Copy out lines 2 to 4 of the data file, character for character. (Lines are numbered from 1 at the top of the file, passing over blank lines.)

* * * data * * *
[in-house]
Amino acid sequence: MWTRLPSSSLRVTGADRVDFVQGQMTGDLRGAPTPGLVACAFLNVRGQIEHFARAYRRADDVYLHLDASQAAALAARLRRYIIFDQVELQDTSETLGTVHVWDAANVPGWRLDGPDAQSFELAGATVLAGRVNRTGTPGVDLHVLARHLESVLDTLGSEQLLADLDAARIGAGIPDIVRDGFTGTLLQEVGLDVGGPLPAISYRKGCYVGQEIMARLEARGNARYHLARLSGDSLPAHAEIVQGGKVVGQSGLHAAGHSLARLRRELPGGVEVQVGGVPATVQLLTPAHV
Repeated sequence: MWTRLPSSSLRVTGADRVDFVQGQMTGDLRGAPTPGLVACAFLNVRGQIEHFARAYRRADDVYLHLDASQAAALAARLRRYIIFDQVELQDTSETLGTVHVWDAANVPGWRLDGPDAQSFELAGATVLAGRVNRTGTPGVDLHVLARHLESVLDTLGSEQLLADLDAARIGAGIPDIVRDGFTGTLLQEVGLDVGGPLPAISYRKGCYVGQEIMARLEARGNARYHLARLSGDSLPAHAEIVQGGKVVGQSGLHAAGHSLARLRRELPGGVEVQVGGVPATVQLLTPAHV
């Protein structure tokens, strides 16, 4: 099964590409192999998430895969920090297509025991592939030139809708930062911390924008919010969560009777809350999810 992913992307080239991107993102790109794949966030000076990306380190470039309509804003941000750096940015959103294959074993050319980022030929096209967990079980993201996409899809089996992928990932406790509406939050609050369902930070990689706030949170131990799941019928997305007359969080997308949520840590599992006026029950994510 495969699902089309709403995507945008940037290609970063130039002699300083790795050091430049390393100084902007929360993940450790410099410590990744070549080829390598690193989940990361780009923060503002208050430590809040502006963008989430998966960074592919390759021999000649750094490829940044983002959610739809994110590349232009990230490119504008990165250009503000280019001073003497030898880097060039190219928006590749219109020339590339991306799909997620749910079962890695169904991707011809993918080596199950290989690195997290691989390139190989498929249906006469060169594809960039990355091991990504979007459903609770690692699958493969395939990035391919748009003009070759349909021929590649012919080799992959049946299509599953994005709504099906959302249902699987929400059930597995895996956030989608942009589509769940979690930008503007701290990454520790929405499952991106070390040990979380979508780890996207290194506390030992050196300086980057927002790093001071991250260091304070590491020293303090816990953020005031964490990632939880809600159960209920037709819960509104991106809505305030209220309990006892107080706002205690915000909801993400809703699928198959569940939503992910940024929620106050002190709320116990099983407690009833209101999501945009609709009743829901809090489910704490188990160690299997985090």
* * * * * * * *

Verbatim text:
Amino acid sequence: MWTRLPSSSLRVTGADRVDFVQGQMTGDLRGAPTPGLVACAFLNVRGQIEHFARAYRRADDVYLHLDASQAAALAARLRRYIIFDQVELQDTSETLGTVHVWDAANVPGWRLDGPDAQSFELAGATVLAGRVNRTGTPGVDLHVLARHLESVLDTLGSEQLLADLDAARIGAGIPDIVRDGFTGTLLQEVGLDVGGPLPAISYRKGCYVGQEIMARLEARGNARYHLARLSGDSLPAHAEIVQGGKVVGQSGLHAAGHSLARLRRELPGGVEVQVGGVPATVQLLTPAHV
Repeated sequence: MWTRLPSSSLRVTGADRVDFVQGQMTGDLRGAPTPGLVACAFLNVRGQIEHFARAYRRADDVYLHLDASQAAALAARLRRYIIFDQVELQDTSETLGTVHVWDAANVPGWRLDGPDAQSFELAGATVLAGRVNRTGTPGVDLHVLARHLESVLDTLGSEQLLADLDAARIGAGIPDIVRDGFTGTLLQEVGLDVGGPLPAISYRKGCYVGQEIMARLEARGNARYHLARLSGDSLPAHAEIVQGGKVVGQSGLHAAGHSLARLRRELPGGVEVQVGGVPATVQLLTPAHV
């Protein structure tokens, strides 16, 4: 099964590409192999998430895969920090297509025991592939030139809708930062911390924008919010969560009777809350999810 992913992307080239991107993102790109794949966030000076990306380190470039309509804003941000750096940015959103294959074993050319980022030929096209967990079980993201996409899809089996992928990932406790509406939050609050369902930070990689706030949170131990799941019928997305007359969080997308949520840590599992006026029950994510 495969699902089309709403995507945008940037290609970063130039002699300083790795050091430049390393100084902007929360993940450790410099410590990744070549080829390598690193989940990361780009923060503002208050430590809040502006963008989430998966960074592919390759021999000649750094490829940044983002959610739809994110590349232009990230490119504008990165250009503000280019001073003497030898880097060039190219928006590749219109020339590339991306799909997620749910079962890695169904991707011809993918080596199950290989690195997290691989390139190989498929249906006469060169594809960039990355091991990504979007459903609770690692699958493969395939990035391919748009003009070759349909021929590649012919080799992959049946299509599953994005709504099906959302249902699987929400059930597995895996956030989608942009589509769940979690930008503007701290990454520790929405499952991106070390040990979380979508780890996207290194506390030992050196300086980057927002790093001071991250260091304070590491020293303090816990953020005031964490990632939880809600159960209920037709819960509104991106809505305030209220309990006892107080706002205690915000909801993400809703699928198959569940939503992910940024929620106050002190709320116990099983407690009833209101999501945009609709009743829901809090489910704490188990160690299997985090």